These are bold, but I will try to make arguments for all. Feel free to tell me I'm loony.
5) The Los Angeles Kings will make the playoffs.
As I wrote before the start of this season, this statement sounds like pure lunacy.
However, the Kings have continually surprised me with intelligent decision-making this year. Most recently, shipping former starter Jason LaBarbera to Vancouver for essentially a bundle of left-handed Jr. sticks (A seventh Round Pick).
Whatever. Let's remove the doubt that he might play again. While this seems like it should not be cited as a significant notation in competent decision-making, we are no more than a year removed from having Dan Cloutier actually starting games between the pipes.
Now, the Kings are going with who is hot, and for the first time in a handful of years have a respectable goaltending tandem in Erik Ersberg and Jonathon Quick.
Combining solid goaltending with shut-down defense and some nice young talent at forward, the Kings will knock Phoenix out of a playoff spot and slide in at seven or eight.
4) The Northwest Division will exchange leaders five more times this year.
This division is pure insanity, as I would not seriously count any of them out of the playoff race, and wouldn't bet a nickel on who would win.
The Flames looked shaky out of the gate and now have what should be considered a commanding lead for this division, at a margin of three points.
Vancouver has had its ups and downs, and if anyone had been asked prior to the start of this year how they'd fare without Roberto Luongo for any long stretch, the only likely response would be a hearty chuckle. The fact that they are currently sitting fifth in the West is astoundingly impressive.
Colorado has spent time in the basement this year and now sits in the eighth and final playoff spot, despite losing Joe Sakic to an unfortunate snow-blower incident and Paul Stastny with a broken arm. If they can get Stastny back and some consistent goaltending from Peter Budaj, they have a shot.
Minnesota just lost the services of Marian Gaborik essentially for the remainder of the regular season due to hip surgery. Shocker, but they have played well in his absence, and I feel that Nicklas Backstrom deserves to start opposite Henrik Lundqvist in Montreal.
Many experts picked Edmonton to finish atop this division in pre-season, but the Oilers currently sit at the bottom. They have as much young talent as anyone, as well as skilled puck-moving defensemen, the second hardest shot in the league courtesy of Sheldon Souray, and a competent goaltending trio of all things. They could go on a streak and slide into mid to late April play as well.
3) Marc Savard will surpass Evgeni Malkin in assists and finish with over 100 points.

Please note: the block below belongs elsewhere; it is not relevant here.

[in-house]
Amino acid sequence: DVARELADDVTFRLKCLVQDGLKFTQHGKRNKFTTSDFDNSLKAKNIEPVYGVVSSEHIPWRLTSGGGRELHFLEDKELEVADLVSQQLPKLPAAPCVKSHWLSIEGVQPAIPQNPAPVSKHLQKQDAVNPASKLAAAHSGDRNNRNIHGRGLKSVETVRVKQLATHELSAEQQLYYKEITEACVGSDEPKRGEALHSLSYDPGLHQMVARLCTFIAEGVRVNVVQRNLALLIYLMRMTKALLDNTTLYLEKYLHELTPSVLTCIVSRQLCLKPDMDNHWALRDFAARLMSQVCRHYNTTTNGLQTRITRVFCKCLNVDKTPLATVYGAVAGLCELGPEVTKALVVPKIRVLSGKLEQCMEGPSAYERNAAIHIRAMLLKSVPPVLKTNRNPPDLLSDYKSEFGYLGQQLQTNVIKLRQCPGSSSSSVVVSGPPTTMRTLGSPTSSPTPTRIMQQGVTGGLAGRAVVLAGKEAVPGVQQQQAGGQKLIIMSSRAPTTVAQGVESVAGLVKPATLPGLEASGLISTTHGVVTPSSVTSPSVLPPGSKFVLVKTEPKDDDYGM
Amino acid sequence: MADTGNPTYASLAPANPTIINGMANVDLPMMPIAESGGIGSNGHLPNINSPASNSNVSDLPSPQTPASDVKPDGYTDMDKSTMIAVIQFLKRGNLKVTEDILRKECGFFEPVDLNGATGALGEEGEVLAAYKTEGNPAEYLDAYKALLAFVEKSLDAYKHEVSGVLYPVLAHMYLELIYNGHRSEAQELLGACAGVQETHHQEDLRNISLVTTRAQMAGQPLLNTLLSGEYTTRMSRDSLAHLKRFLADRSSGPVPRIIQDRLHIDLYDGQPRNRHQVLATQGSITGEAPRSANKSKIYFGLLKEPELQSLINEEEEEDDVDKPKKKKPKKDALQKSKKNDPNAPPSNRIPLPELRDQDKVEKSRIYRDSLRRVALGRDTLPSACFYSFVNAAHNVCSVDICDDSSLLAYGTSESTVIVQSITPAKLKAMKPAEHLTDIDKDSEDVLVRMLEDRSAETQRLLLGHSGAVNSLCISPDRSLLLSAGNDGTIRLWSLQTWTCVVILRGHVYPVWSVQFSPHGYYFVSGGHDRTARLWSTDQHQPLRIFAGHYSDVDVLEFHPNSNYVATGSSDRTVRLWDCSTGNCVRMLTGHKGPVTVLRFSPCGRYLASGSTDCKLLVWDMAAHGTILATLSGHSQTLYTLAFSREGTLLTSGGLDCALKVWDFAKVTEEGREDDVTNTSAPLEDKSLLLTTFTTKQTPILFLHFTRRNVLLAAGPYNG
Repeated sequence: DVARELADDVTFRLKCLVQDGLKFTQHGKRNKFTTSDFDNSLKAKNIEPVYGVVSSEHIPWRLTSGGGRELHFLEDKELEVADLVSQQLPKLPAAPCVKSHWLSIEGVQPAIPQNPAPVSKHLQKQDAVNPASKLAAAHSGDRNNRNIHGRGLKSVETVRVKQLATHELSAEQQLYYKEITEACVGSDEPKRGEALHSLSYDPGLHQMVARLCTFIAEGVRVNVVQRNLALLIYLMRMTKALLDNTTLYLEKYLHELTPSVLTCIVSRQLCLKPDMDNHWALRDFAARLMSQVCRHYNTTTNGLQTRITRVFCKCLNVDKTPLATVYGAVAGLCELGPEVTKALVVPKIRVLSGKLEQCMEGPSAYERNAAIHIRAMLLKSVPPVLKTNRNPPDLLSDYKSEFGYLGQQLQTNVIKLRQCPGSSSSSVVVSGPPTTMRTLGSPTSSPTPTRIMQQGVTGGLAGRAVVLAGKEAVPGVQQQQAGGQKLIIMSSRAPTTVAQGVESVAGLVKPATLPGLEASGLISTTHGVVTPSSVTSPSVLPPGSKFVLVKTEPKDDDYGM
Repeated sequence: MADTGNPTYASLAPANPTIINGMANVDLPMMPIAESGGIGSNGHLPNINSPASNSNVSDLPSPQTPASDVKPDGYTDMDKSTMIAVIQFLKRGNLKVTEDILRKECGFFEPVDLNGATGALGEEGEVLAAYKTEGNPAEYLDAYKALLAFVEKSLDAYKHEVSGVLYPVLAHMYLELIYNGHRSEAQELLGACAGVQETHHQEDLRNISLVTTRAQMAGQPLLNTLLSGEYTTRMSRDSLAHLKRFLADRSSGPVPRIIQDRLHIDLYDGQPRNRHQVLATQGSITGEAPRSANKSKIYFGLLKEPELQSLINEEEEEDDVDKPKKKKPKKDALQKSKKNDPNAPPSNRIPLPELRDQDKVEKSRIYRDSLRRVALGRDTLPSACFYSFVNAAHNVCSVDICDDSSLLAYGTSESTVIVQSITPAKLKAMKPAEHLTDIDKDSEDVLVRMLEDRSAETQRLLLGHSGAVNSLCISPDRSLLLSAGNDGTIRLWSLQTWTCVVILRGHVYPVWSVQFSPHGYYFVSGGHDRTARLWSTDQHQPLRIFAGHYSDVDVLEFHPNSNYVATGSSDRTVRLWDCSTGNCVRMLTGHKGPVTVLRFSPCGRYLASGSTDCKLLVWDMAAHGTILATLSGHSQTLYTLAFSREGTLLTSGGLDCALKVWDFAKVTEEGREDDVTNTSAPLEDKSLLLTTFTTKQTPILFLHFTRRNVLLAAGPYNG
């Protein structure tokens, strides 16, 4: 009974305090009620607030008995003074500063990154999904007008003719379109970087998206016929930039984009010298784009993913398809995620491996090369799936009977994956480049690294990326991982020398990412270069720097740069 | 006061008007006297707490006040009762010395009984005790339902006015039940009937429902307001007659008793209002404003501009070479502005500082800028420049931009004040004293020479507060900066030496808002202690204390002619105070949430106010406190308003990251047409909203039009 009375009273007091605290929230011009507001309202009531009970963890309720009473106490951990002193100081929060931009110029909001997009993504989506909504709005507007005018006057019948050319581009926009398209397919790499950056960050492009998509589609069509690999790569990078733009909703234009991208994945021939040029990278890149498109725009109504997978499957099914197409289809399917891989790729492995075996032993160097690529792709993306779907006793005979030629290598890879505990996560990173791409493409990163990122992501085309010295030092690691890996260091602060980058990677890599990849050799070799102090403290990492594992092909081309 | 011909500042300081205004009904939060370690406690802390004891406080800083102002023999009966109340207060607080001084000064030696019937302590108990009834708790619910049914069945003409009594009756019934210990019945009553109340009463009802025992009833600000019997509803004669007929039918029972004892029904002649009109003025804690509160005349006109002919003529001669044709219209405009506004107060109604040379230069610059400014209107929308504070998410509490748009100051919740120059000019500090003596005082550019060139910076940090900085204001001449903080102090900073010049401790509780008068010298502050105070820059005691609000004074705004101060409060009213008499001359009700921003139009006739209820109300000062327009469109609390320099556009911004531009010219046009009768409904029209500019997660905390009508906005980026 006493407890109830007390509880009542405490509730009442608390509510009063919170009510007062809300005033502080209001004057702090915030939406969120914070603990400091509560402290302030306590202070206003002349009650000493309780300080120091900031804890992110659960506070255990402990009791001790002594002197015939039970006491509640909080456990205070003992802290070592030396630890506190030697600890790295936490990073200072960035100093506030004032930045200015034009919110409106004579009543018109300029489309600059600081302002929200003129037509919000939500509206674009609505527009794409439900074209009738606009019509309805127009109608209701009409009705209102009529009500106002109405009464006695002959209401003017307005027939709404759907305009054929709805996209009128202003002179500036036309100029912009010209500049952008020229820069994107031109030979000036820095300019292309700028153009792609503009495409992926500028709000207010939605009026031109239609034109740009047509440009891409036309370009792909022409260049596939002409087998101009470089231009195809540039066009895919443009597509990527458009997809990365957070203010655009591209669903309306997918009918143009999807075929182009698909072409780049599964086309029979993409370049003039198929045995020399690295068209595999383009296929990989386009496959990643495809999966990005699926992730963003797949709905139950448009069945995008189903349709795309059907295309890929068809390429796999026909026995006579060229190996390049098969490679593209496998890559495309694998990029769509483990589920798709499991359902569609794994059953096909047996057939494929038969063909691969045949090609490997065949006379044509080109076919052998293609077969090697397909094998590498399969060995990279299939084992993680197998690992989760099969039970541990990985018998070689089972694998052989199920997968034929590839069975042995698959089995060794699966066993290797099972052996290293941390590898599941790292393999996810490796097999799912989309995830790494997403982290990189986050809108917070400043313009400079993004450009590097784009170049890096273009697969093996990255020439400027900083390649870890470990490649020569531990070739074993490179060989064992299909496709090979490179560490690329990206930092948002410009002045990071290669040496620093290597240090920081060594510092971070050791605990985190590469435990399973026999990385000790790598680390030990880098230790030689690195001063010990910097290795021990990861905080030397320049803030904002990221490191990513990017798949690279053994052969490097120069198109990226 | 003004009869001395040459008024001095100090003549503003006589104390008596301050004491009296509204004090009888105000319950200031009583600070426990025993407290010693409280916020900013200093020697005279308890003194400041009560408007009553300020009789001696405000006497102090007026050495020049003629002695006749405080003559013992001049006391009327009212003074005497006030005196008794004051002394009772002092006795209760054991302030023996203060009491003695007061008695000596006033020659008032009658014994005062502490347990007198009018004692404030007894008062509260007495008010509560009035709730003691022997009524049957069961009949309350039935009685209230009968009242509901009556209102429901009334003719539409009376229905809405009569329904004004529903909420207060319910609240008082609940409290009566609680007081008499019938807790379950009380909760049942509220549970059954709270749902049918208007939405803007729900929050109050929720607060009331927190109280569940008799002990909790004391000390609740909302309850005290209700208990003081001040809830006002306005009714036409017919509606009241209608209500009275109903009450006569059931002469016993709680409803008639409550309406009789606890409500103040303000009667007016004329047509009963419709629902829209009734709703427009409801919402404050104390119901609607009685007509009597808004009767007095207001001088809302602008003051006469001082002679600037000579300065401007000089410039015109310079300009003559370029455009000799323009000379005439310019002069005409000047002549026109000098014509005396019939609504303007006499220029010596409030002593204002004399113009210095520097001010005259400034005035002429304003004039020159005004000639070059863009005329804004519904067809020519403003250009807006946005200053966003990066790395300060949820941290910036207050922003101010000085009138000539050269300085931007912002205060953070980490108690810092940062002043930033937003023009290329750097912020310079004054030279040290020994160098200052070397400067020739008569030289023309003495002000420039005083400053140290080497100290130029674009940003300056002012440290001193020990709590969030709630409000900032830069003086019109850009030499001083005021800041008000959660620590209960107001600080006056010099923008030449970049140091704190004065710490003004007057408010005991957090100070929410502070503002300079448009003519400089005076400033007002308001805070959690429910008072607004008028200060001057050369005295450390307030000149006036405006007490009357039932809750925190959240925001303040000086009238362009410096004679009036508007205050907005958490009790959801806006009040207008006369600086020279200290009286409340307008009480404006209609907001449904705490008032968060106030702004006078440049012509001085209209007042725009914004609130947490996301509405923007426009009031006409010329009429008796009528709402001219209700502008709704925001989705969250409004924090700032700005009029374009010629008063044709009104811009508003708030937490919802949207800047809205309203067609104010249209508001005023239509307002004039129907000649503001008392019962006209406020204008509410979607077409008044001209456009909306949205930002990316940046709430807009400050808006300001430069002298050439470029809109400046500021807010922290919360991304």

Fact: Marc Savard is the most underrated player in the NHL.
And when did Evgeni Malkin decide to become a playmaker? Who does he think he is? He can knock on 50 goals one year and then notch 60 assists the following year before the All-Star break?
Malkin, Crosby, and Ovechkin get a ton of press, and rightfully so. They put butts in the seats and almost always provide entertaining hockey games.
As true as that statement is, believe me when I tell you, you need to watch Marc Savard.
If the Boston Bruins win the Stanley Cup this year, Marc Savard will take home the Conn Smythe.
2) The Philadelphia Flyers will win the Atlantic.
With four very legitimate cup contending teams, the Atlantic Division is the best division in the NHL. I've said for a while that it was the Pacific, with three very strong contenders, but this year, though the Sharks are better and the Kings and Coyotes are improving, the Stars and the Ducks are not what they used to be.
For that reason, it may be nearly impossible to determine who will come out of this division on top, and I will be shocked if all but the Islanders don't make the playoffs.
After a rocky start, the Flyers are only a game behind the division-leading Rangers with two games in hand. They have been getting inconsistent goaltending and defense, but continue to be driven by three explosive scoring lines. However, recently, this number has been dwindled down to two lines due to injuries.
The goaltending should even out, and the defense has looked better with every game. 18-year-old rookie Luca Sbisa has been fantastic. Braydon Coburn does it all in their own end, and I estimate that he will start putting up better numbers on the other end of the ice in the second half of the season.
But the real story in Philly is the play of the team's forwards. Jeff Carter is on pace to score 59 goals. Mike Richards is on pace to put up 85 points. Carter will score 50, and I will be very disappointed if Richards does not surpass 90 points.
The return of Briere and Gagne, as well as some internal competition for the starting netminder spot, will propel Philly, and the Flyers will earn the honors from the Atlantic, probably good enough for a No. 2 seed into the playoffs.
1) The Sharks will not make it to the Stanley Cup Finals.
Why not? Not because of anything they are doing wrong. I wrote an article entitled What teams are for Real? and touted them as the best team in the NHL, and they are definitely still among the top three.
My prediction is that the Western Conference representative will come out of the Central Division, and being the only two teams from this division that will see post-season action, it will be either the Red Wings or the Blackhawks, who will have to figure out how to solve the Detroit riddle if they want to see any playoff glory.
I don't know what it is, but San Jose just gets the short end of the luck stick in the Stanley Cup Playoffs. I think the monkey still resides on the Sharks' backs for another season. Next year, they will start off struggling, but finish strong in 2010 en route to the franchise's first Stanley Cup.